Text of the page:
Ukraine again looks to the Black Sea as neighbours ban its grain

Farming is a key sector of the Ukrainian economy, accounting for more than eight per cent of GDP in 2022. Its neighbours, fearing a ‘surge’ of cheap grain, are unmoved.

Crossing Bulgaria’s border with Romania can be a trying experience at the best of times. The existence of a hard border between the two countries (a consequence of their continued exclusion from the EU’s border-free Schengen zone) necessitates passport and customs checks which can cause long delays—not least for the thousands of good vehicles which need to cross the border each day.

At the busiest crossing point between the two countries, at Ruse on the Danube, queues were longer than ever on September 18 owing to a protest by Bulgarian farmers, angry that the government in Sofia had lifted a ban on food products from Ukraine, and concerned that the move will cause an influx that drives down prices for local growers.

Hundreds of farmers blockaded access roads leading to the border with tractors, as well as other key highways across the country.

In a statement, Bulgaria’s National Association of Grain Producers said that farmers are facing “unprecedented difficulties” and called for a ban key food products from Ukraine. These include sunflower, wheat, corn and rapeseed, as well as crude oil, meat, fruits and vegetables, milk, honey and dairy products.

In May, acting on the concerns of Ukraine’s neighbours, the EU restricted grain imports from the embattled country to Bulgaria, Hungary, Poland, Romania and Slovakia in a move designed to discourage and prevent the five countries from acting unilaterally. As part of the EU restrictions, Ukraine was allowed to export through those countries on condition the produce was sold elsewhere.

The restrictions, however, were lifted on September 15 after Ukraine pledged to take measures to tighten control of exports to neighbouring countries. Its neighbours are unconvinced. Poland, Slovakia and Hungary have already put in place their own restrictions on Ukrainian grain imports.

The issue is highly politicised in both Poland, where the ruling Law and Justice party (PiS), which relies on support in rural areas, faces a parliamentary election on October 15. “We are extending the ban because it is in the interest of the Polish farmer,” said Prime Minister Mateusz Morawiecki on September 15.

Slovakia goes to the polls even sooner, on September 30. There, the populist Smer party of a former prime minister, Robert Fico, who wants to end all support for Ukraine, leads in opinion polls.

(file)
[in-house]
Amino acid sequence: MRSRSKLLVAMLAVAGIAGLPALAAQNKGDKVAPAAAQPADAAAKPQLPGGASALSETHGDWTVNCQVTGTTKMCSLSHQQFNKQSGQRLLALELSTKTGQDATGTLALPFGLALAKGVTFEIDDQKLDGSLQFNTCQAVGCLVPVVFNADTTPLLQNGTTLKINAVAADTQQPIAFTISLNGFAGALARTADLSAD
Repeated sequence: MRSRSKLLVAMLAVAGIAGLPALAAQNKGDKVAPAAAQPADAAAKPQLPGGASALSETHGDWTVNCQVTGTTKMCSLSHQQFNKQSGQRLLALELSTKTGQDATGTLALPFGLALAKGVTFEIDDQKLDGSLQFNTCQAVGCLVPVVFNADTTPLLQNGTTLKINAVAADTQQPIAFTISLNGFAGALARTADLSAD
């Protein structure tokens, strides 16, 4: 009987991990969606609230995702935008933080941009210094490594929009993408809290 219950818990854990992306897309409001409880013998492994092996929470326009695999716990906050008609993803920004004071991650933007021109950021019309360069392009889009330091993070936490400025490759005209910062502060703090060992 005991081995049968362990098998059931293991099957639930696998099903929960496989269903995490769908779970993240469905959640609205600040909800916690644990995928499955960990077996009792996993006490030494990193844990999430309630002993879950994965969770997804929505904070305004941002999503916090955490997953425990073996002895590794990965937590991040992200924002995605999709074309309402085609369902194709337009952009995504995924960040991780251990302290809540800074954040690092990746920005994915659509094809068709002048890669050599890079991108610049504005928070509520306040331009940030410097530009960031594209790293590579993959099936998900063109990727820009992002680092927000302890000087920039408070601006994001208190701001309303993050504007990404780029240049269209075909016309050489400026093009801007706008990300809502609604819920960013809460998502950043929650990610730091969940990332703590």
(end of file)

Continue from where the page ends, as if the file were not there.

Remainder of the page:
Romania—where farmers’ associations have requested the government implement a ban—is expected to follow in the coming days, although the country’s prime minister, Marcel Ciolacu, said on September 18 that he wanted to find a solution that worked for both Romania and Ukraine. He added, however, that he would ensure there was no “surge” in Ukrainian agricultural imports.

Only Bulgaria looks set to allow the import of Ukrainian produce, with its prime minister, Nikolay Denkov, unmoved by the protests, which are likely to continue.

“Farmers cannot treat European requirements with disdain, given that the tractors with which they want to block the entire country were bought with European funds,” he said.

A new deal is needed

For Ukraine, farming is a key sector of the economy, accounting for more than eight per cent of GDP in 2022. Despite Russia’s initial blockade of its Black Sea ports following its invasion of the country in February 2022, it had been able to safely export its grain under a deal brokered by the United Nations and Turkey to ensure safe shipments.

However, Russia withdrew from the deal in July, forcing Kyiv to reroute transport through the Danube River, and road and rail links into Europe.

According to Ukrainian port authorities, two cargo ships arrived at the Ukrainian port of Chornomorsk on September 16 after travelling through the Black Sea using a new route, and were due to load 20,000 tonnes of wheat bound for world markets. It was the first time civilian ships had reached a Ukrainian port since the collapse of the deal with Russia.

With Russian threatening to treat civilian vessels as potential military targets however, the route is unlikely to be able to viable for the export of the much larger quantities of grain Ukraine needs to export.

A new deal with Russia, which Turkey is hoping to broker at the UN General Assembly in New York this week, or a new deal with the EU to bypass the unilateral bans of Ukraine’s neighbours, will be needed.

The latter looks unlikely in the immediate future—at least until Slovakia and Poland have held their parliamentary elections.

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